Using ultrasound guidance for the diagnosis of osteoarthritis
At Complete we have a highly experienced team of physiotherapists who are also qualified in the use of diagnostic ultrasound. Ultrasound imaging is used to assess for inflammation and signs of osteoarthritis. Research has shown that ultrasound imaging is highly sensitive at picking up early joint changes associated with arthritic joint pain (Wakefield et al, 2000. Gurjit et al, 2020). Diagnostic ultrasound is also very sensitive at assessing a joint for Gout, a relatively common reason for big toe joint pain.
How do we treat osteoarthritis in the big toe?
It is important to try and understand why the joint has become arthritic. At Complete a full assessment of your hips, knees and feet is undertaken to identify any contributing factors. Your clinician may also prescribe manual therapy techniques such as joint mobilisations, soft tissue techniques and acupuncture to help increase movement and reduce pain at your big toe. You will also be prescribed a bespoke set of exercises.
Here are a few top tips you may also like to try:
- Resting from aggravating symptoms e.g. reduce your running or stop wearing high heels
- Try applying a small bag of peas, wrapped in a tea towel, placed over the joint for 10 minutes to reduce pain and inflammation (be careful not to cause an ice burn)
- Stretch your big toe unless it is too painful
- Calf raising strengthening exercises – unless it aggravates your pain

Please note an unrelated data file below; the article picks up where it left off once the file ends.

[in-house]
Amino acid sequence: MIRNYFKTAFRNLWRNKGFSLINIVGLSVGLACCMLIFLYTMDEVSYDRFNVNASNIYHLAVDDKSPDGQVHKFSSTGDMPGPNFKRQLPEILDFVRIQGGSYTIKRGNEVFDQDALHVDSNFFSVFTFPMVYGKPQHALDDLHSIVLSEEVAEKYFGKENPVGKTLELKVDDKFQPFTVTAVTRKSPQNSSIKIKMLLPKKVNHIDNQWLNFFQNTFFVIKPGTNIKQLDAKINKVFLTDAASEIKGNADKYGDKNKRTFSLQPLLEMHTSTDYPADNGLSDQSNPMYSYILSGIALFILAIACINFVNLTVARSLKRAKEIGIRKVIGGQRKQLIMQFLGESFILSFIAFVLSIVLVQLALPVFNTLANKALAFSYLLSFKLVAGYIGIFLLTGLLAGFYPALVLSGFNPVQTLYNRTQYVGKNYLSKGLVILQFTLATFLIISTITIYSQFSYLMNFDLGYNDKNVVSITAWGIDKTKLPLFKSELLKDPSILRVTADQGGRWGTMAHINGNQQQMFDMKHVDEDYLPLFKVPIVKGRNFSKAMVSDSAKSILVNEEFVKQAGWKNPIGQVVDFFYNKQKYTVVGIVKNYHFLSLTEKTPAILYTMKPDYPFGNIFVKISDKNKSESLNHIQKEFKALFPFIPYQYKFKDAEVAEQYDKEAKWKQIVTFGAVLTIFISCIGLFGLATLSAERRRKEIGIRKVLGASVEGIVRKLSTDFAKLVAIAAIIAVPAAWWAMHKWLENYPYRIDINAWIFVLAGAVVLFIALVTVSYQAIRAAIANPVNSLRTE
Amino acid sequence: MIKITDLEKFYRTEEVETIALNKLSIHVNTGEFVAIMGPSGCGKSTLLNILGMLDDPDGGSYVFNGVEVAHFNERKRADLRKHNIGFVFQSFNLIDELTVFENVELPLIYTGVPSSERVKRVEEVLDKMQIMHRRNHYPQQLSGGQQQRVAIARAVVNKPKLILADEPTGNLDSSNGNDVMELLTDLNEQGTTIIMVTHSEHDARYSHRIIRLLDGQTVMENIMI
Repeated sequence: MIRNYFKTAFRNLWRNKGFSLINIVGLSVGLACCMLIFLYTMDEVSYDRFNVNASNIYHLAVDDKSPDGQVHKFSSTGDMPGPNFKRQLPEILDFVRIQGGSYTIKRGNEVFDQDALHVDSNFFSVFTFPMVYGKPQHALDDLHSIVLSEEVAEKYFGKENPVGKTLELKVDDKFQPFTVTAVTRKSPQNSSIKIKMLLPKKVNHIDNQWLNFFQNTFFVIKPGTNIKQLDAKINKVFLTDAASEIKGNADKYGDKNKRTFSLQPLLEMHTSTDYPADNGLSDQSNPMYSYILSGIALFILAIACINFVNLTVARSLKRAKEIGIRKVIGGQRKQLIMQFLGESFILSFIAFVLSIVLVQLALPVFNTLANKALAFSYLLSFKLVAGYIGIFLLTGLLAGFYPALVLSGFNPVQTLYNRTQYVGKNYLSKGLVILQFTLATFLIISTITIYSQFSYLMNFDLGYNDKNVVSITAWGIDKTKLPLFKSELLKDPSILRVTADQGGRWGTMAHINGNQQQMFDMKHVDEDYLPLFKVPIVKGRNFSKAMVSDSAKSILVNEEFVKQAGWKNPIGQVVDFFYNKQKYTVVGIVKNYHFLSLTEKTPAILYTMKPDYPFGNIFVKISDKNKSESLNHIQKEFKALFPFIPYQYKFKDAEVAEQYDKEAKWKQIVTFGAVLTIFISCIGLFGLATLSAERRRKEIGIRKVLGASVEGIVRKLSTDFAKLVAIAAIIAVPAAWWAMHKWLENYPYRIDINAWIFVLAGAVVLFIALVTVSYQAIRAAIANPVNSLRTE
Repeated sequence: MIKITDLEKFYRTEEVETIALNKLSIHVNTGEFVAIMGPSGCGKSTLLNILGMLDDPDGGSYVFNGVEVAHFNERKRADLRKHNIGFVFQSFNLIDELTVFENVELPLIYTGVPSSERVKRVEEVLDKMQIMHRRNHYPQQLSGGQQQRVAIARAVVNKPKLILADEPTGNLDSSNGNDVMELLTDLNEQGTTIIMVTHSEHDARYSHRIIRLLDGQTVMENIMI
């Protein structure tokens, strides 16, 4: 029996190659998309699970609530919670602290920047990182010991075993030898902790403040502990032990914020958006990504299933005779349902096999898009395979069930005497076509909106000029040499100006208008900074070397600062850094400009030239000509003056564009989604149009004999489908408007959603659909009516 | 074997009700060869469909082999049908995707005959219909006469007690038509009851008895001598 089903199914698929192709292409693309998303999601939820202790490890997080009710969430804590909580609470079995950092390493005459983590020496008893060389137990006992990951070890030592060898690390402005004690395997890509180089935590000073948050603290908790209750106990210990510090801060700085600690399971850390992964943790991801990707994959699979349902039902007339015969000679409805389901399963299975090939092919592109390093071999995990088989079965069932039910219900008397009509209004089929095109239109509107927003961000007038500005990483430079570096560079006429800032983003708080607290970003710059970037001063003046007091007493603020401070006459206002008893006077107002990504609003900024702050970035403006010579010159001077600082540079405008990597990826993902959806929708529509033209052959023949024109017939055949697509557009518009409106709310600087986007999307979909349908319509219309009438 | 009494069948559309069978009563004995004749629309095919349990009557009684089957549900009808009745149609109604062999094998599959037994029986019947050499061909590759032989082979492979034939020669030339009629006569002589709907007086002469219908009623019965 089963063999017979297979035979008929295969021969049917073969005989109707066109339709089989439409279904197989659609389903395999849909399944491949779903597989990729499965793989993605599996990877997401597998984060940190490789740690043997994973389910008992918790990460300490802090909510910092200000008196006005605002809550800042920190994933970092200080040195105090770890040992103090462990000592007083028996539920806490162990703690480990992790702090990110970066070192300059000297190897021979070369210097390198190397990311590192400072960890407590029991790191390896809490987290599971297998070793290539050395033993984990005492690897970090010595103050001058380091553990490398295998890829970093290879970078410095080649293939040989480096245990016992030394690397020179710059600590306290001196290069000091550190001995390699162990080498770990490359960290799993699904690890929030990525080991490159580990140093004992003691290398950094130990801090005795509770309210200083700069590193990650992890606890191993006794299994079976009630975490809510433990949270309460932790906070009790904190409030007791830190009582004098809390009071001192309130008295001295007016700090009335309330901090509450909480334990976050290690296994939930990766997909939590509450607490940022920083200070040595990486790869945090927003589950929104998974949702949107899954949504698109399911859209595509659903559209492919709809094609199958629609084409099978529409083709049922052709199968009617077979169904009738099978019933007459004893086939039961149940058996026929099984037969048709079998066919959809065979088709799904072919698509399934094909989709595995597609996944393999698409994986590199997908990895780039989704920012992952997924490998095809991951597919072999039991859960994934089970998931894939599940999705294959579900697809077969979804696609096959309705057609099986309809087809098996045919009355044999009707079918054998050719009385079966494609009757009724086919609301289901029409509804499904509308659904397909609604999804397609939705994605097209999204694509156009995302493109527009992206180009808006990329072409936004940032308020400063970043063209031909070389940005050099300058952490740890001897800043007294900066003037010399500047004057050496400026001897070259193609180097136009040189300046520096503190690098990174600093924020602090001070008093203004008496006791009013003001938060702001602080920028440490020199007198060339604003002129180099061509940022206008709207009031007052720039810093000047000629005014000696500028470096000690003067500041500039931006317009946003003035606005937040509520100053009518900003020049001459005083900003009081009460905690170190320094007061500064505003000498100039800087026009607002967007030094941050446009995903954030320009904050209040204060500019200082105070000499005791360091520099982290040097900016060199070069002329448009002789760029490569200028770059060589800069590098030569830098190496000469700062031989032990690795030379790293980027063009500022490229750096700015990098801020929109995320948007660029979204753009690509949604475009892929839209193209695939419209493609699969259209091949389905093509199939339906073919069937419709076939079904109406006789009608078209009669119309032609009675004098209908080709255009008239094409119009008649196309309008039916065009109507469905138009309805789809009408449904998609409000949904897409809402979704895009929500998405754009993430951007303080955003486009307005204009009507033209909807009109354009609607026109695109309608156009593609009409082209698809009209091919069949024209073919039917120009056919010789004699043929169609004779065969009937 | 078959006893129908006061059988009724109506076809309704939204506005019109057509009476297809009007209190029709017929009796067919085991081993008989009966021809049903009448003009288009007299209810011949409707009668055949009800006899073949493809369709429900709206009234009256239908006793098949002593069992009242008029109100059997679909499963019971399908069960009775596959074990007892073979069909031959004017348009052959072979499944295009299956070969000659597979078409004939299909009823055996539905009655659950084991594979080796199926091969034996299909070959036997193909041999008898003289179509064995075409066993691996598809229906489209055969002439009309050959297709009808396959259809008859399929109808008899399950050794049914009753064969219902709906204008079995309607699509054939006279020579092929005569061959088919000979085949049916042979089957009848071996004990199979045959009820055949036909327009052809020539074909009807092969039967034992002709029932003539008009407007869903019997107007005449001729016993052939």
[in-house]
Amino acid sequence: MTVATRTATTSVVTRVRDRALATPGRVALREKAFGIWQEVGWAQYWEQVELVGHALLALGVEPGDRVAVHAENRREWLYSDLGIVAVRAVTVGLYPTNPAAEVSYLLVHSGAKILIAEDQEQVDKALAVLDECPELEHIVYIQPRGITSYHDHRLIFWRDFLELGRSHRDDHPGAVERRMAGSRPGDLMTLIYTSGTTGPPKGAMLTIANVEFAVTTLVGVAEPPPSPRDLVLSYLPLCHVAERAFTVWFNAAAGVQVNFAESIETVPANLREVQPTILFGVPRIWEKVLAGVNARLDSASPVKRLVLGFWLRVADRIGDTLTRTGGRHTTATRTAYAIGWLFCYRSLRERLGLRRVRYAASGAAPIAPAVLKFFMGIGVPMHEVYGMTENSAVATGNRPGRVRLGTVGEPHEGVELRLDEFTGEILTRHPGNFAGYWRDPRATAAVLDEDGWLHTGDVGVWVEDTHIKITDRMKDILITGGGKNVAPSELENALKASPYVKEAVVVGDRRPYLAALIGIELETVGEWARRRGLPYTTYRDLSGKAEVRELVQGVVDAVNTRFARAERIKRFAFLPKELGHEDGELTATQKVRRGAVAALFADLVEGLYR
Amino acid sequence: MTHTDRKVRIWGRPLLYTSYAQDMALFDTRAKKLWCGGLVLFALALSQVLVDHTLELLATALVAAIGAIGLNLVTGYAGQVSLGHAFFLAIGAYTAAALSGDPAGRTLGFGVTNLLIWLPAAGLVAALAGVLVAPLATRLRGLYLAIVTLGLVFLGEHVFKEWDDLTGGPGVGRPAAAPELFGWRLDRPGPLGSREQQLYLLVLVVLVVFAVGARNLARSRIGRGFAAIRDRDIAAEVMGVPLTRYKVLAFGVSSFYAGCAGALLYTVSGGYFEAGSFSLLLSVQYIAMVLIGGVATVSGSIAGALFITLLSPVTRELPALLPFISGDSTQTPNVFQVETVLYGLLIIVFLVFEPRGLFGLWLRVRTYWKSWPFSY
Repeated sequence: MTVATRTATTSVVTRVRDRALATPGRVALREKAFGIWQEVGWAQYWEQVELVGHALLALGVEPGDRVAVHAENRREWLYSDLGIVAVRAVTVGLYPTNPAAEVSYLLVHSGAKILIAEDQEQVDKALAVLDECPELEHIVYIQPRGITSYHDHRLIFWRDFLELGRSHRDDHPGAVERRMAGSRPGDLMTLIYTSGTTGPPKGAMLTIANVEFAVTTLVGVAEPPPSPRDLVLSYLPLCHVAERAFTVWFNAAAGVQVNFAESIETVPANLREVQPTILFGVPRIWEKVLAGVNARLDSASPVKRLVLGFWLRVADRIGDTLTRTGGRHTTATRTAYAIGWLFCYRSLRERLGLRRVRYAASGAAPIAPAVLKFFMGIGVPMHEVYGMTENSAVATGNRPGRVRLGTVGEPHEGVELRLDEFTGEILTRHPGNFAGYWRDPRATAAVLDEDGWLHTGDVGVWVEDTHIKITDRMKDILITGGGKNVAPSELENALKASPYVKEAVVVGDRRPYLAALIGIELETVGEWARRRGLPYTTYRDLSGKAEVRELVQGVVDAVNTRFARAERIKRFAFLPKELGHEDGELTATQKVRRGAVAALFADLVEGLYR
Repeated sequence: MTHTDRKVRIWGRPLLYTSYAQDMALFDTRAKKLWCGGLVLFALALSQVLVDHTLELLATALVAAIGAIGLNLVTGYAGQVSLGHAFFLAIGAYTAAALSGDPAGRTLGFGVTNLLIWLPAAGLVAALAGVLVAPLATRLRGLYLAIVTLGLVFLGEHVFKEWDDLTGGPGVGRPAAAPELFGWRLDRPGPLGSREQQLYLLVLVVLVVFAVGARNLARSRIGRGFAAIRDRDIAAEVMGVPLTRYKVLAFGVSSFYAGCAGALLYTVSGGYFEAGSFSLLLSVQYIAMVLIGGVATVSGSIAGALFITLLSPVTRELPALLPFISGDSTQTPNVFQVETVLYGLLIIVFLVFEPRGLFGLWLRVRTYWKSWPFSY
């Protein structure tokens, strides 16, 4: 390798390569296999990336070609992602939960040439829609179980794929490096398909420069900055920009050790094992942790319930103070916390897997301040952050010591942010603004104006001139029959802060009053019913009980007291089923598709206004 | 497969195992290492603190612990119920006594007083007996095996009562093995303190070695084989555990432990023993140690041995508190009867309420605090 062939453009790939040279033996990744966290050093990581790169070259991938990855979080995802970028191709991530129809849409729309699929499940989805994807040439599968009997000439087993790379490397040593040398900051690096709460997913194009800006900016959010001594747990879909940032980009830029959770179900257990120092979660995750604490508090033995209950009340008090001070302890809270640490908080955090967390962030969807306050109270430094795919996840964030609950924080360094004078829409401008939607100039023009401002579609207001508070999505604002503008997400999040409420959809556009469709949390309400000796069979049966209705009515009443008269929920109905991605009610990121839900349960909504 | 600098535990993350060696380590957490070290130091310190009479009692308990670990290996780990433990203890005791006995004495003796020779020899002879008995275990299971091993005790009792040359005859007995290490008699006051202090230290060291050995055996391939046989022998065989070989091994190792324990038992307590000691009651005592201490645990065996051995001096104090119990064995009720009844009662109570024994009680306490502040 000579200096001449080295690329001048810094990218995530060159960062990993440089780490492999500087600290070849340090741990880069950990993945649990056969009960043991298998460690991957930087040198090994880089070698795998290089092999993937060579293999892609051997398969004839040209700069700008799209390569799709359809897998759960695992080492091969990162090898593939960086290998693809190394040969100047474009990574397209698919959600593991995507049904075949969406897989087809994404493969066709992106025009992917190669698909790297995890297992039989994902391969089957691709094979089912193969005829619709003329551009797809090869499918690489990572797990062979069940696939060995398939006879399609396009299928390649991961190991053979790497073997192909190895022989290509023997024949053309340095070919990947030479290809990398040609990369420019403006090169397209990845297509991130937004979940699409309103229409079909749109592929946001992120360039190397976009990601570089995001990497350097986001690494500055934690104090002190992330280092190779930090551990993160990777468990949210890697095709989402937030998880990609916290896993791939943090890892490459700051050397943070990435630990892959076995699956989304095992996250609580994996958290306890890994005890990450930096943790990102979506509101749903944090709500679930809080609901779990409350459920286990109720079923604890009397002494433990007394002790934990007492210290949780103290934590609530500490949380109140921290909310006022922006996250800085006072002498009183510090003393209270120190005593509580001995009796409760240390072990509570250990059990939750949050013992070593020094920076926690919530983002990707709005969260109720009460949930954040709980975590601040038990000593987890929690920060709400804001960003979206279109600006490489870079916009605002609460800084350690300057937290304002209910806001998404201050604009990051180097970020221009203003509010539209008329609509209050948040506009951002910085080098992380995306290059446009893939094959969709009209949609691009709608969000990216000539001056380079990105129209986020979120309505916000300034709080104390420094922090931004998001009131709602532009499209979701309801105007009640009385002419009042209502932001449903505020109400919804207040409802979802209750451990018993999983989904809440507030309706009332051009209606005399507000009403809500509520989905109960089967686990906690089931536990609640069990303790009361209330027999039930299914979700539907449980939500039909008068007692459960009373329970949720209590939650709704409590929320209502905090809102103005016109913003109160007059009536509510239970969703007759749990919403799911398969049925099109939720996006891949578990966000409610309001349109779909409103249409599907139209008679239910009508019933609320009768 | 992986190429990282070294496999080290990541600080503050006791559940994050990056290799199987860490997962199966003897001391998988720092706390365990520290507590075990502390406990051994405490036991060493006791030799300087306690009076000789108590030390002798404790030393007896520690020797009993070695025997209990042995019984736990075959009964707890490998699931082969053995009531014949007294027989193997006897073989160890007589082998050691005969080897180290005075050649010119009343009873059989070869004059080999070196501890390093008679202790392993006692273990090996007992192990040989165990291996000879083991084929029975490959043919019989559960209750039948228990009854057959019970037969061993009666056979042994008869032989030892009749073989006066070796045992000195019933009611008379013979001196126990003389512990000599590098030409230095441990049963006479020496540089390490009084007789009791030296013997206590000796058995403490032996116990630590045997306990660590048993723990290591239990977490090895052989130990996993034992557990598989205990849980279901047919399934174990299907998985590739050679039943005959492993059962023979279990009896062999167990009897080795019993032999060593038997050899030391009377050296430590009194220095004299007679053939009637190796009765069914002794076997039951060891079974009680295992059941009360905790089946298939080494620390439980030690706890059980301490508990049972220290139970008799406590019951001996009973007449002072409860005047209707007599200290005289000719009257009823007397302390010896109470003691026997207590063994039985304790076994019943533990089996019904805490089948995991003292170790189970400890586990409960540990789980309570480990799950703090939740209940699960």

- Try using an off-the-shelf inner sole for your shoe (known as an orthotic)
- Try using a topical anti-inflammatory such as Voltarol gel but speak to a pharmacist first
What if conservative treatment does not work?
If conservative options have been unsuccessful there are a few other treatment modalities available to you that can be very successful at reducing pain and improving function.
If pain is persistent and not settling down then a steroid injection may be required. A mixture of local anaesthetic and corticosteroid (a potent anti-inflammatory) is injected using ultrasound guidance. This is to ensure the joint is accurately targeted. Research has shown that guided injections are more accurate and are more effective at reducing pain than non-guided injections.
Hyaluronic Acid is a naturally occurring substance within the body. There is a growing body of evidence suggesting its efficacy in treating chronic musculoskeletal joint pathology such as osteoarthritis. This can be injected using local anaesthetic.
A referral to a podiatrist for a personalised orthotic (specialised inner sole for your footwear) may also be recommended to offload the painful area to allow the joint time to settle down. In some cases, we will refer you to an orthopaedic consultant for further imaging such as an MRI and/or X-ray and the opportunity to discuss surgical opinions.
Complete has a team of highly experienced physiotherapists who are fully qualified to carry out diagnostic ultrasound scans and ultrasound-guided injections. For further information please contact us on 0207 4823875 or email firstname.lastname@example.org.